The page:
SIGN IN to access Harper’s Magazine
1. Sign in to Customer Care using your account number or postal address.
2. Select Email/Password Information.
3. Enter your new information and click on Save My Changes.
Subscribers can find additional help here. Not a subscriber? Subscribe today!
A federal grand jury in Miami, Florida has indicted an Israeli defense consultant and an American citizen of conspiring to transfer hundreds of AK-47s to the breakaway northern Somalian republic of Somaliland.
Chanoch Miller, an Israeli aeronautical engineer who previously served as an executive with Israel’s Radom Aviation, was indicted on June 17, 2010 on seven counts of conspiring to export defense equipment to an embargoed nation, Somalia, money laundering, providing false end user certificates, and related charges. His co-defendant’s name is blacked out in the indictment but is described as an American citizen.
Beginning in April, according to the indictment, Miller conspired with his American co-defendant to find an air cargo service to fly hundreds of AK-47s from Bosnia to the Somaliland city of Banderal, using false end user certificates of Chad, in violation of U.S. arms export control laws.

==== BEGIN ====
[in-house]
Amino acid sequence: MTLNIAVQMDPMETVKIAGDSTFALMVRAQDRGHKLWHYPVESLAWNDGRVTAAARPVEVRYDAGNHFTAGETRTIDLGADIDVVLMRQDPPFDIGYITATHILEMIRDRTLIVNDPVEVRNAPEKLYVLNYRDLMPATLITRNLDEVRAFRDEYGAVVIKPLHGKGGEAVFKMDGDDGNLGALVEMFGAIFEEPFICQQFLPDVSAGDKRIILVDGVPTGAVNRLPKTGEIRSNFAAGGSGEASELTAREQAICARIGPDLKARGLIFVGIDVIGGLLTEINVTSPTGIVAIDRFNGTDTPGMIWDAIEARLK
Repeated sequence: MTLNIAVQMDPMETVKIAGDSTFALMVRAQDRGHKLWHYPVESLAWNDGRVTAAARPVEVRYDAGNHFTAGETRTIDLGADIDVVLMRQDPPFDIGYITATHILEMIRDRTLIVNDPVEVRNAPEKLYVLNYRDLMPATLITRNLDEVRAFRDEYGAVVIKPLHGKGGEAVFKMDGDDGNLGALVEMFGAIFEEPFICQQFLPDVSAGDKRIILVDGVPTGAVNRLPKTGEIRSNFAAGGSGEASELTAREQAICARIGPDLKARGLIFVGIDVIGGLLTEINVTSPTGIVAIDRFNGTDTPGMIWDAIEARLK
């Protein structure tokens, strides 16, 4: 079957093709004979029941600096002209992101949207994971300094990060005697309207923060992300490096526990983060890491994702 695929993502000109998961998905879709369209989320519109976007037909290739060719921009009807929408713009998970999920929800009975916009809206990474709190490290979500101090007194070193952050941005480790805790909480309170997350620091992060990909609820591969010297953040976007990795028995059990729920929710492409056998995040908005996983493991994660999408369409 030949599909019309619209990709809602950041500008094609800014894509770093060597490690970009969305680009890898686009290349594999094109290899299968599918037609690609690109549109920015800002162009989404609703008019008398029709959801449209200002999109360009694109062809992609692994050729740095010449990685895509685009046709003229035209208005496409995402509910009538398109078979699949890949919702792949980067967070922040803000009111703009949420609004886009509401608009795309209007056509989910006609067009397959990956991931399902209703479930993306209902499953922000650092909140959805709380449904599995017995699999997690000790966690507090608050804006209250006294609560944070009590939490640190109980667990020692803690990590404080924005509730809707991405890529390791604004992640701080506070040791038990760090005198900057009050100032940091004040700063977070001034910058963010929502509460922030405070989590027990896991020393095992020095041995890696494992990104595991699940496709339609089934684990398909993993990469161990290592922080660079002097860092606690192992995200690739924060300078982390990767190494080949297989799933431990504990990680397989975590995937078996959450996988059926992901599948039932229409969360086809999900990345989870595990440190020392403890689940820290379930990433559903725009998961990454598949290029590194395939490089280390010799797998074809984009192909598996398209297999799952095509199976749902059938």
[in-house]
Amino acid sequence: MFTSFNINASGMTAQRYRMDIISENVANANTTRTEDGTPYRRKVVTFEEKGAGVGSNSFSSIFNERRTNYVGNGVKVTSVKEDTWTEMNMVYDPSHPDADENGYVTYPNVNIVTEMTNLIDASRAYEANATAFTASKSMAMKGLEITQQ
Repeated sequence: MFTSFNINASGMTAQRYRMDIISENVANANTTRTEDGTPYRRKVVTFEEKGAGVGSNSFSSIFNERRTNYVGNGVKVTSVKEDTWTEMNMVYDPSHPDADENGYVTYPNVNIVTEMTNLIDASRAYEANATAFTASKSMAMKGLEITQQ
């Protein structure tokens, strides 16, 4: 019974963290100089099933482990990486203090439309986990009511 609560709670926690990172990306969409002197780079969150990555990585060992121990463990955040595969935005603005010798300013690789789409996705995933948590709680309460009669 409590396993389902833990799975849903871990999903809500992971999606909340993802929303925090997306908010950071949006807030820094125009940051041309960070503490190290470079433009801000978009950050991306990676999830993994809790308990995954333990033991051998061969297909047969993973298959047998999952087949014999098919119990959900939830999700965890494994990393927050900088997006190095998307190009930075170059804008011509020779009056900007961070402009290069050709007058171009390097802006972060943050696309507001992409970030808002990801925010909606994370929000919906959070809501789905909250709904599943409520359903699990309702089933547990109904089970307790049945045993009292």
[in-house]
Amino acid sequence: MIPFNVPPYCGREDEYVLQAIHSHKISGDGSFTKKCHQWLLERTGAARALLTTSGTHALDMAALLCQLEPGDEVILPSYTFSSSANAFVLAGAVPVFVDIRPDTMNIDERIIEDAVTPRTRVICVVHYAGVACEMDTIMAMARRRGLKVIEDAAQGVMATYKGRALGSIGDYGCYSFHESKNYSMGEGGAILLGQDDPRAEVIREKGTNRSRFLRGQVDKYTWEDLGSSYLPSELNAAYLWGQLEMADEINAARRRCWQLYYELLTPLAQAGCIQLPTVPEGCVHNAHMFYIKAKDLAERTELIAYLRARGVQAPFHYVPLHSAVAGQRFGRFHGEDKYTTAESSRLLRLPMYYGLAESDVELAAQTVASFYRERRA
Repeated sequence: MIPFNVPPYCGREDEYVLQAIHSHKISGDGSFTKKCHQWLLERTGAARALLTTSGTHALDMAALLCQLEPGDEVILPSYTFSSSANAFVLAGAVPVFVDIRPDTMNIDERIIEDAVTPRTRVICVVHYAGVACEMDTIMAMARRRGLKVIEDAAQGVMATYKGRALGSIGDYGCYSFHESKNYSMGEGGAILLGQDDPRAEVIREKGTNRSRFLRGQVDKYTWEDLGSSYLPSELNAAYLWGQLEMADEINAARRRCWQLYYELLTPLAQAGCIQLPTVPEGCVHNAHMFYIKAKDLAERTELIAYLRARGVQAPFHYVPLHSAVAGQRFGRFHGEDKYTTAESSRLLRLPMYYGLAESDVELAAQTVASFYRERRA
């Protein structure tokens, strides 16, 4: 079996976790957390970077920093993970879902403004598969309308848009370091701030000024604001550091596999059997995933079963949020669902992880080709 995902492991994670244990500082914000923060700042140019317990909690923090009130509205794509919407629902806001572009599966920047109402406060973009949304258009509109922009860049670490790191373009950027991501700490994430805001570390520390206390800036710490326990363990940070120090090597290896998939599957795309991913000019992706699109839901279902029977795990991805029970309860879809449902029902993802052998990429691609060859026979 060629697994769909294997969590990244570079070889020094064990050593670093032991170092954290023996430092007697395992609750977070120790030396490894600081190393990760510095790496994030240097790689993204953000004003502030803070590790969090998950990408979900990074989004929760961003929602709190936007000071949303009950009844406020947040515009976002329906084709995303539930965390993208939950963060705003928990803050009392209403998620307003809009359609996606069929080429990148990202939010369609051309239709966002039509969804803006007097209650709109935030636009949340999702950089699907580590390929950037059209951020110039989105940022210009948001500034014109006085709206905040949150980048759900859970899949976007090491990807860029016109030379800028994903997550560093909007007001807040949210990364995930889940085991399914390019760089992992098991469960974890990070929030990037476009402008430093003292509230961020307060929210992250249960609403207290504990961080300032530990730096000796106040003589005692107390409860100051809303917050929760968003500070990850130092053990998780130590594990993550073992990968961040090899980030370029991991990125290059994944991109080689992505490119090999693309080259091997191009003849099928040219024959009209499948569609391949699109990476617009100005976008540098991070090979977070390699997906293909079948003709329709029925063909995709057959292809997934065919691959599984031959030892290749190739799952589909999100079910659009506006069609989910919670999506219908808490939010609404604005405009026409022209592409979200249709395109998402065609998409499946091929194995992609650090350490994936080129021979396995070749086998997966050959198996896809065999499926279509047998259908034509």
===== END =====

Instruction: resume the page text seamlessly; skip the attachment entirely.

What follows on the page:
More from Ken Silverstein:
Perspective — October 23, 2013, 8:00 am
How pro-oil Louisiana politicians have shaped American environmental policy
Postcard — October 16, 2013, 8:00 am
A trip to one of the properties at issue in Louisiana’s oil-pollution lawsuits
Percentage of Americans who say they would not enjoy spending time with their own clone:
Astronomers recorded the most powerful pulse of radiation ever observed; the radiation was emitted from a pulsar 12,000 light-years from Earth and was “capable of totally vaporising and ionising all known materials, shredding them into hot plasma.”
Alberta dentist Michael Zuk, the owner of a molar that belonged to John Lennon, revealed that he hoped to clone a new Lennon and raise him as a son. “Hopefully keep him away from drugs,” said Zuk, “but, you know, guitar lessons wouldn’t hurt.”
Subscribe to the Weekly Review newsletter. Don’t worry, we won’t sell your email address!
Science’s crisis of faith